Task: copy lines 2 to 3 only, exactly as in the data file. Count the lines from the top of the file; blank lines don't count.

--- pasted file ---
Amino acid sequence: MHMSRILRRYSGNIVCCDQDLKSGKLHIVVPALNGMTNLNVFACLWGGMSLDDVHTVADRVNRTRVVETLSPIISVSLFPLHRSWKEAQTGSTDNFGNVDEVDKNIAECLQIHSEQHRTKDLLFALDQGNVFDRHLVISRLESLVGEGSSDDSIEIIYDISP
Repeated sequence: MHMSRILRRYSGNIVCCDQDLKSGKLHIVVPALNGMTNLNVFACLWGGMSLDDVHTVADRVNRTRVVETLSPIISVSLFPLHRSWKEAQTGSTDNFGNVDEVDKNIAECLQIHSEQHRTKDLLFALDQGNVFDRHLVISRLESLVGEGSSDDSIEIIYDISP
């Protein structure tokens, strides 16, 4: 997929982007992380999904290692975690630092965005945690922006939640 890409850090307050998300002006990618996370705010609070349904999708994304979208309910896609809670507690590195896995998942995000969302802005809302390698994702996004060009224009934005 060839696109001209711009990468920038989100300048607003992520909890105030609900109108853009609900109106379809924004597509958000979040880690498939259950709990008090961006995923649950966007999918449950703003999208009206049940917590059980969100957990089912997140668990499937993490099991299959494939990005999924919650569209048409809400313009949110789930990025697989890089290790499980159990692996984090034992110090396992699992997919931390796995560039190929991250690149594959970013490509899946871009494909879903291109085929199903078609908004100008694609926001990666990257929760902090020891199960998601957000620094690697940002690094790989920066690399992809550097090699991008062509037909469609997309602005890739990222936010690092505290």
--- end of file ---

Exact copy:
Repeated sequence: MHMSRILRRYSGNIVCCDQDLKSGKLHIVVPALNGMTNLNVFACLWGGMSLDDVHTVADRVNRTRVVETLSPIISVSLFPLHRSWKEAQTGSTDNFGNVDEVDKNIAECLQIHSEQHRTKDLLFALDQGNVFDRHLVISRLESLVGEGSSDDSIEIIYDISP
């Protein structure tokens, strides 16, 4: 997929982007992380999904290692975690630092965005945690922006939640 890409850090307050998300002006990618996370705010609070349904999708994304979208309910896609809670507690590195896995998942995000969302802005809302390698994702996004060009224009934005 060839696109001209711009990468920038989100300048607003992520909890105030609900109108853009609900109106379809924004597509958000979040880690498939259950709990008090961006995923649950966007999918449950703003999208009206049940917590059980969100957990089912997140668990499937993490099991299959494939990005999924919650569209048409809400313009949110789930990025697989890089290790499980159990692996984090034992110090396992699992997919931390796995560039190929991250690149594959970013490509899946871009494909879903291109085929199903078609908004100008694609926001990666990257929760902090020891199960998601957000620094690697940002690094790989920066690399992809550097090699991008062509037909469609997309602005890739990222936010690092505290």